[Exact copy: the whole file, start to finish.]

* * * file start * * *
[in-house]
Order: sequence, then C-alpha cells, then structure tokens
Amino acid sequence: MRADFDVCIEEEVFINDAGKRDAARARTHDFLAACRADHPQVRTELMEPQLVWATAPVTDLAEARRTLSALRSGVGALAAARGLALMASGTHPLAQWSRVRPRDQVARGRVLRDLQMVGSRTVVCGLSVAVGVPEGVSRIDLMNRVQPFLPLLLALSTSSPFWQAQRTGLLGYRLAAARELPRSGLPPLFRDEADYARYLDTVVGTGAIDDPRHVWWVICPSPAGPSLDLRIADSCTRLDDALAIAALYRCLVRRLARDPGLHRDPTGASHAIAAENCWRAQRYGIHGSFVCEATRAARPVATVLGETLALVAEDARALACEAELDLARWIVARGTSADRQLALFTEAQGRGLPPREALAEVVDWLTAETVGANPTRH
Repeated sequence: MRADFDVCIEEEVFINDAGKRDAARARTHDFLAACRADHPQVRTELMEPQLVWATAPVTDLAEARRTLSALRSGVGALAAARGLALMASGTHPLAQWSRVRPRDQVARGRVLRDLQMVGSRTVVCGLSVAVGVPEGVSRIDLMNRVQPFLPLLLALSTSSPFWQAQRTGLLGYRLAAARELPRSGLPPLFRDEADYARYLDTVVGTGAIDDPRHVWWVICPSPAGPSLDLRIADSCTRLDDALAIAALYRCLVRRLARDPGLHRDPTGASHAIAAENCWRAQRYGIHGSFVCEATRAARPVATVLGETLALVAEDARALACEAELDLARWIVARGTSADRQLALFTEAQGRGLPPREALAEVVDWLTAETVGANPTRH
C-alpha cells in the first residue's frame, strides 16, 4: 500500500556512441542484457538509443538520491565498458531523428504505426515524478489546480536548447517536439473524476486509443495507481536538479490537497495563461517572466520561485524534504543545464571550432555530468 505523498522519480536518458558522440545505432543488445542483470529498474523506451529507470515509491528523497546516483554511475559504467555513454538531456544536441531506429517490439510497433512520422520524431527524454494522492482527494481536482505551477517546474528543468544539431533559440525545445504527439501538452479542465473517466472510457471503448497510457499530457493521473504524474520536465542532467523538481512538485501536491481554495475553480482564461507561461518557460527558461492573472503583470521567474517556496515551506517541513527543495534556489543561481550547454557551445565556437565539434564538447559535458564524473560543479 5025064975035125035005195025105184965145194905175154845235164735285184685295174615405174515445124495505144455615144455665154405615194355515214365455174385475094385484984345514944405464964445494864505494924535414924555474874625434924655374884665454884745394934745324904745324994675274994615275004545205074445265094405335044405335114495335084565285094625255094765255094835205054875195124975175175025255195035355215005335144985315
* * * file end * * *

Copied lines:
[in-house]
Order: sequence, then C-alpha cells, then structure tokens
Amino acid sequence: MRADFDVCIEEEVFINDAGKRDAARARTHDFLAACRADHPQVRTELMEPQLVWATAPVTDLAEARRTLSALRSGVGALAAARGLALMASGTHPLAQWSRVRPRDQVARGRVLRDLQMVGSRTVVCGLSVAVGVPEGVSRIDLMNRVQPFLPLLLALSTSSPFWQAQRTGLLGYRLAAARELPRSGLPPLFRDEADYARYLDTVVGTGAIDDPRHVWWVICPSPAGPSLDLRIADSCTRLDDALAIAALYRCLVRRLARDPGLHRDPTGASHAIAAENCWRAQRYGIHGSFVCEATRAARPVATVLGETLALVAEDARALACEAELDLARWIVARGTSADRQLALFTEAQGRGLPPREALAEVVDWLTAETVGANPTRH
Repeated sequence: MRADFDVCIEEEVFINDAGKRDAARARTHDFLAACRADHPQVRTELMEPQLVWATAPVTDLAEARRTLSALRSGVGALAAARGLALMASGTHPLAQWSRVRPRDQVARGRVLRDLQMVGSRTVVCGLSVAVGVPEGVSRIDLMNRVQPFLPLLLALSTSSPFWQAQRTGLLGYRLAAARELPRSGLPPLFRDEADYARYLDTVVGTGAIDDPRHVWWVICPSPAGPSLDLRIADSCTRLDDALAIAALYRCLVRRLARDPGLHRDPTGASHAIAAENCWRAQRYGIHGSFVCEATRAARPVATVLGETLALVAEDARALACEAELDLARWIVARGTSADRQLALFTEAQGRGLPPREALAEVVDWLTAETVGANPTRH
C-alpha cells in the first residue's frame, strides 16, 4: 500500500556512441542484457538509443538520491565498458531523428504505426515524478489546480536548447517536439473524476486509443495507481536538479490537497495563461517572466520561485524534504543545464571550432555530468 505523498522519480536518458558522440545505432543488445542483470529498474523506451529507470515509491528523497546516483554511475559504467555513454538531456544536441531506429517490439510497433512520422520524431527524454494522492482527494481536482505551477517546474528543468544539431533559440525545445504527439501538452479542465473517466472510457471503448497510457499530457493521473504524474520536465542532467523538481512538485501536491481554495475553480482564461507561461518557460527558461492573472503583470521567474517556496515551506517541513527543495534556489543561481550547454557551445565556437565539434564538447559535458564524473560543479 5025064975035125035005195025105184965145194905175154845235164735285184685295174615405174515445124495505144455615144455665154405615194355515214365455174385475094385484984345514944405464964445494864505494924535414924555474874625434924655374884665454884745394934745324904745324994675274994615275004545205074445265094405335044405335114495335084565285094625255094765255094835205054875195124975175175025255195035355215005335144985315